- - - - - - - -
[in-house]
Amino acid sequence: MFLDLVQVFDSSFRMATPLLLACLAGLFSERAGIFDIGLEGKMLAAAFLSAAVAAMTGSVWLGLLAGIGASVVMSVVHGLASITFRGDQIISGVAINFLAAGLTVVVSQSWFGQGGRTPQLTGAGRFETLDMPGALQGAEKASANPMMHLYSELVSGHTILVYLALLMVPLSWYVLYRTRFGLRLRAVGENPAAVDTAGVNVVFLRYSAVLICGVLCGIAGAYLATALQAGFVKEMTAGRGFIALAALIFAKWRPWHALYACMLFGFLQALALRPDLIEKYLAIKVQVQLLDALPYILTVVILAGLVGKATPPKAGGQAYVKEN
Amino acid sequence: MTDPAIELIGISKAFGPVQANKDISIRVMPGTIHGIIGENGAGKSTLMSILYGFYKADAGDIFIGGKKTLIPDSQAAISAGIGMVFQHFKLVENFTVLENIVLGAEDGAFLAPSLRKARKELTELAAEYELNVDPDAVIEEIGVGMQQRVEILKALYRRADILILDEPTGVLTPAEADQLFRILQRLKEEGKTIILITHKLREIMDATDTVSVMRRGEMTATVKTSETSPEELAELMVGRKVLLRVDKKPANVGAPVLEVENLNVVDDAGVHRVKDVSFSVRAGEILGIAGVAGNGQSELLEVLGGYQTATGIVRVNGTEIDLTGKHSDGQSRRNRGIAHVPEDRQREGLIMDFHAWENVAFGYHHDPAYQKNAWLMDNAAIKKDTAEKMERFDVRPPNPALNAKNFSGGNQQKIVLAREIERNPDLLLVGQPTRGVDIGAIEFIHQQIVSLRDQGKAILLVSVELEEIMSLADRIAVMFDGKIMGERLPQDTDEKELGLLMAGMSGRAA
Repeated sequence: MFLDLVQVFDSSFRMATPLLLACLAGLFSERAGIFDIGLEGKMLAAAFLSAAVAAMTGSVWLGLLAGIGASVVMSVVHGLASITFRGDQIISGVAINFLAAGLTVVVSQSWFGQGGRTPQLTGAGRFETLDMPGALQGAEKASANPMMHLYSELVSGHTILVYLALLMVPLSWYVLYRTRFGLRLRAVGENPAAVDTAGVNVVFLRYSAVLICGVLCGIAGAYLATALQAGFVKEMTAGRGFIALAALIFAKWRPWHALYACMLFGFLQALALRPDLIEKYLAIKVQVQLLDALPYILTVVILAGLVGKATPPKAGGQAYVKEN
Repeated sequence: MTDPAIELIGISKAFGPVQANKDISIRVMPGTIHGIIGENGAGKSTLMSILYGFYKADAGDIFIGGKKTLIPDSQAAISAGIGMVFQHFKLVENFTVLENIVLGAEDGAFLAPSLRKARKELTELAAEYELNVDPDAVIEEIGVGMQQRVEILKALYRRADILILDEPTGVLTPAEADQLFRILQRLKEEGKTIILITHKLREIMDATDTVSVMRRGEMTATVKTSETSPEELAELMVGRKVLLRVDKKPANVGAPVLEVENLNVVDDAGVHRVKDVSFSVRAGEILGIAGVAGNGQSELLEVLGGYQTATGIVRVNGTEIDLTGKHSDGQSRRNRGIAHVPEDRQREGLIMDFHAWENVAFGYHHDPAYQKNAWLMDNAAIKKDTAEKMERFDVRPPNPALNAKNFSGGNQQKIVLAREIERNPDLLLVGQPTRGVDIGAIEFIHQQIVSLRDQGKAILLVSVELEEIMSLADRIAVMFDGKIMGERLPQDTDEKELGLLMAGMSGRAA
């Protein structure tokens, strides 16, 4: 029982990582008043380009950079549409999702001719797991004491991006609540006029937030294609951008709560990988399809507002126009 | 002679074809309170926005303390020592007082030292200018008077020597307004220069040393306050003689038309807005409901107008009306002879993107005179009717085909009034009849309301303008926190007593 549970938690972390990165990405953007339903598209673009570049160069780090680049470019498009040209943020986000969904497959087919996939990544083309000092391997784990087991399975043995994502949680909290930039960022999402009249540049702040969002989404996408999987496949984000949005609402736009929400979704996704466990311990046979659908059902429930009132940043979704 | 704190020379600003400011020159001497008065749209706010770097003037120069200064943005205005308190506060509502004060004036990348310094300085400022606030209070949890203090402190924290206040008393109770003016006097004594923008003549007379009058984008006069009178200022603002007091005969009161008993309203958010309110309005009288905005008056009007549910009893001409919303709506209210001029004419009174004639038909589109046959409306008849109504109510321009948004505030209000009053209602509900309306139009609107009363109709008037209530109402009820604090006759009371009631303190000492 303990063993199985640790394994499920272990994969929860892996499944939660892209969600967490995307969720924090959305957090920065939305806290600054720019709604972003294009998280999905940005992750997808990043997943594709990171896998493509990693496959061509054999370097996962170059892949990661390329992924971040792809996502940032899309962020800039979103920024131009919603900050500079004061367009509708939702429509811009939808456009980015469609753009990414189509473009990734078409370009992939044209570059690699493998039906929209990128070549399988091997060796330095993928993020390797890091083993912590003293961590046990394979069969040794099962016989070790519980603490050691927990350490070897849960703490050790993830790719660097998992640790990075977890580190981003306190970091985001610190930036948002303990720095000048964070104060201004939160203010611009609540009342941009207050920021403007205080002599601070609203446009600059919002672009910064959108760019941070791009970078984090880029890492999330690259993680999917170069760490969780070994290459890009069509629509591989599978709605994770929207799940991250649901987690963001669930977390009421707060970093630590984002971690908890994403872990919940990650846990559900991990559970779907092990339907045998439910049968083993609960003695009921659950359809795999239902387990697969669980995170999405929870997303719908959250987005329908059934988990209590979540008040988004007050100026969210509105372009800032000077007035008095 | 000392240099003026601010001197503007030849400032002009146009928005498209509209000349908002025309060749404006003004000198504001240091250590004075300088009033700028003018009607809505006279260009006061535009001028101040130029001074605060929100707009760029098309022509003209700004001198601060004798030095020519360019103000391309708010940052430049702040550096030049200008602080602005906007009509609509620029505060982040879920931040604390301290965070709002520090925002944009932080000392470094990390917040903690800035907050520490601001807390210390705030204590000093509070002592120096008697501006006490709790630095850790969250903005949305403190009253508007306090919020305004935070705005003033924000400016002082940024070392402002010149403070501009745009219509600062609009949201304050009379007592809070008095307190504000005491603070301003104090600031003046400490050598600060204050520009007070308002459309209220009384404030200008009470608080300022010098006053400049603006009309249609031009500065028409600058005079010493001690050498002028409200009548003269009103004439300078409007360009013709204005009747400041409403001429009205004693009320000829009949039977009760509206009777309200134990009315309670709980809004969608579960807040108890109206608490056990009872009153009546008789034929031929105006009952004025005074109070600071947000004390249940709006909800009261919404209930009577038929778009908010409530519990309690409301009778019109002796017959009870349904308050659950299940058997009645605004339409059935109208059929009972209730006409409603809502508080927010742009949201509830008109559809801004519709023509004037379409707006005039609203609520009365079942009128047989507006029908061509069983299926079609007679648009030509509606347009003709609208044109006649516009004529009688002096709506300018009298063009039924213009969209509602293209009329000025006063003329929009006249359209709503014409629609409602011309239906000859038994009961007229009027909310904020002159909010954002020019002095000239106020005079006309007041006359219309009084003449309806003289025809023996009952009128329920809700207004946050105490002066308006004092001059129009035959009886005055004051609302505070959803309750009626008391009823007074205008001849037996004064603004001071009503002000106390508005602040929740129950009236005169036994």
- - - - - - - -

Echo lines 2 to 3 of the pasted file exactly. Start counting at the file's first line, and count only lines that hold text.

Amino acid sequence: MFLDLVQVFDSSFRMATPLLLACLAGLFSERAGIFDIGLEGKMLAAAFLSAAVAAMTGSVWLGLLAGIGASVVMSVVHGLASITFRGDQIISGVAINFLAAGLTVVVSQSWFGQGGRTPQLTGAGRFETLDMPGALQGAEKASANPMMHLYSELVSGHTILVYLALLMVPLSWYVLYRTRFGLRLRAVGENPAAVDTAGVNVVFLRYSAVLICGVLCGIAGAYLATALQAGFVKEMTAGRGFIALAALIFAKWRPWHALYACMLFGFLQALALRPDLIEKYLAIKVQVQLLDALPYILTVVILAGLVGKATPPKAGGQAYVKEN
Amino acid sequence: MTDPAIELIGISKAFGPVQANKDISIRVMPGTIHGIIGENGAGKSTLMSILYGFYKADAGDIFIGGKKTLIPDSQAAISAGIGMVFQHFKLVENFTVLENIVLGAEDGAFLAPSLRKARKELTELAAEYELNVDPDAVIEEIGVGMQQRVEILKALYRRADILILDEPTGVLTPAEADQLFRILQRLKEEGKTIILITHKLREIMDATDTVSVMRRGEMTATVKTSETSPEELAELMVGRKVLLRVDKKPANVGAPVLEVENLNVVDDAGVHRVKDVSFSVRAGEILGIAGVAGNGQSELLEVLGGYQTATGIVRVNGTEIDLTGKHSDGQSRRNRGIAHVPEDRQREGLIMDFHAWENVAFGYHHDPAYQKNAWLMDNAAIKKDTAEKMERFDVRPPNPALNAKNFSGGNQQKIVLAREIERNPDLLLVGQPTRGVDIGAIEFIHQQIVSLRDQGKAILLVSVELEEIMSLADRIAVMFDGKIMGERLPQDTDEKELGLLMAGMSGRAA